It always pays to know your place in musical history, knowing where you come from is just as important as knowing where you are going. It is something that Collegians seem to understand all too well as within the swirling depths of Black Mass you can here everything from the pulsing echoes of Depeche Mode as they dropped their pop identity and headed into darker realms, their guitar wielding electro-rock successors Muse and current sonic genre-splicers such as Suzerain.
It’s a realm where high drama and rock theatre prevail but for all that this Melbourne quartet steer just the right side of bombast and their musical weight seems texture and layered rather than merely thrown on. Beats are precise yet aggressive, basses pulse and guitars scythe, and all of this is swathed in trippy electronica and washes of futuristic synth. Fine lines are being walked here between the traditional rock stamping grounds and a heavy dance grove, between the sounds of opposing past musical approaches finding common ground and the potential of where that may take them. More than anything it is the sound of a band who have listened, learnt and adapted and along the way are at the fore-front of a new wave, a new approach to a new rock approach.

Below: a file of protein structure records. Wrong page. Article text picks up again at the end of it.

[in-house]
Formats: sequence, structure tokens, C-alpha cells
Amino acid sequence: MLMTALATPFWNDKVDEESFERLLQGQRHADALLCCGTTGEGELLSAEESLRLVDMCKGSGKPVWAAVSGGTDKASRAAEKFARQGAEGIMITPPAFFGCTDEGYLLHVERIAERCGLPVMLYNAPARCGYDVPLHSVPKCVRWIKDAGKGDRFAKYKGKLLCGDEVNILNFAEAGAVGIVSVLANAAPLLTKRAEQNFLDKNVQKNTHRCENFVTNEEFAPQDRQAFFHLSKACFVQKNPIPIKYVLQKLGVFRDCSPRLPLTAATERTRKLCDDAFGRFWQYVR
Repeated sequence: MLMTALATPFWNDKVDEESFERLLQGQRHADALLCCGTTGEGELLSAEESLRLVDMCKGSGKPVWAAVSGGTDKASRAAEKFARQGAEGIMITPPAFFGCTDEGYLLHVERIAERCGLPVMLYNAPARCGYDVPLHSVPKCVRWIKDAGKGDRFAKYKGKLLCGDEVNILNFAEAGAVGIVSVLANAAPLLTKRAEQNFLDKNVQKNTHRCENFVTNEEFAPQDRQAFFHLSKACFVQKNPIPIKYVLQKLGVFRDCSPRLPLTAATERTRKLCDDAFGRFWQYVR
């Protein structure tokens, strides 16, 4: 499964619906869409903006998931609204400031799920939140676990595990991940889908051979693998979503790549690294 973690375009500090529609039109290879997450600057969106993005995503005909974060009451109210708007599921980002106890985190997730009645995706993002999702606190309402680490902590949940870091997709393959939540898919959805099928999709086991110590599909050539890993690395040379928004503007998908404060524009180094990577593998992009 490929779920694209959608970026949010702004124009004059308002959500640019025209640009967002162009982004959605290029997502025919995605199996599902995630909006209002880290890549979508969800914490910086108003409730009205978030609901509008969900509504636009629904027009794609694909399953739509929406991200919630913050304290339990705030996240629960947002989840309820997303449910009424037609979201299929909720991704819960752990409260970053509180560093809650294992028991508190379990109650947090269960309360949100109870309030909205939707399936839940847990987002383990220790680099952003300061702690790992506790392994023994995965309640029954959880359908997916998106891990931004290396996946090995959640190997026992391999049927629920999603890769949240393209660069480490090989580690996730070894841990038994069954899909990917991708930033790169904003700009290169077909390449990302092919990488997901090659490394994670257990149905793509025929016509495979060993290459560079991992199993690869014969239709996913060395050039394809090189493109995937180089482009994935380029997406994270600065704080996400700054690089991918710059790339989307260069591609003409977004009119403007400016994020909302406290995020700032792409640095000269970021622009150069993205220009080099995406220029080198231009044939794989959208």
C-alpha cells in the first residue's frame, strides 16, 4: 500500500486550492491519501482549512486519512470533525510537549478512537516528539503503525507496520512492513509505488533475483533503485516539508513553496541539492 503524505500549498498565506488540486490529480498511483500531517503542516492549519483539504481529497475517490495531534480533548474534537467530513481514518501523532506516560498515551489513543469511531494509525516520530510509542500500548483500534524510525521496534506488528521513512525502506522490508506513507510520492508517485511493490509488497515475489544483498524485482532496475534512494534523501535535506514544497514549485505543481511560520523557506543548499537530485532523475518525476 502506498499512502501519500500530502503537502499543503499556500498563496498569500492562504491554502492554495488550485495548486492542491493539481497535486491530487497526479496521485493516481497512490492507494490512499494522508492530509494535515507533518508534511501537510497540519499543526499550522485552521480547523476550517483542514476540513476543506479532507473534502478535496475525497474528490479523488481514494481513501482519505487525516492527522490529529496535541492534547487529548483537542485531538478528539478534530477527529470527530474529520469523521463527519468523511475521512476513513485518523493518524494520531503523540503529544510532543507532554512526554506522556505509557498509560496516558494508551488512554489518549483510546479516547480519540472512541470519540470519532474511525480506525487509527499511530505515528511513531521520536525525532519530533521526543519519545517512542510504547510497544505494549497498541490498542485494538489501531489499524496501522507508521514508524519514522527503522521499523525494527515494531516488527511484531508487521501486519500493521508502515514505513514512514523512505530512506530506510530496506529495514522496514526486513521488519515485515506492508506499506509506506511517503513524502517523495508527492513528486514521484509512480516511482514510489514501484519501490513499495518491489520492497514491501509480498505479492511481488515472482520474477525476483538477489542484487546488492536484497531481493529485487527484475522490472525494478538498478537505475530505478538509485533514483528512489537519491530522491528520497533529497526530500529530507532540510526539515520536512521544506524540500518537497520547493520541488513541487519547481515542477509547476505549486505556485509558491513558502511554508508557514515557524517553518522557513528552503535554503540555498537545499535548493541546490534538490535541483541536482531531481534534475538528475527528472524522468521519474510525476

This is rock for a new generation, rock wearing a coat of many generic colours, rock realising that the tribalism and demarkations that have long kept the genre on a very straight and predictable path need to be abandoned, more than anything this is rock embracing the future, beginning a new chapter and having fun along the way. Why didn’t anyone think of this before?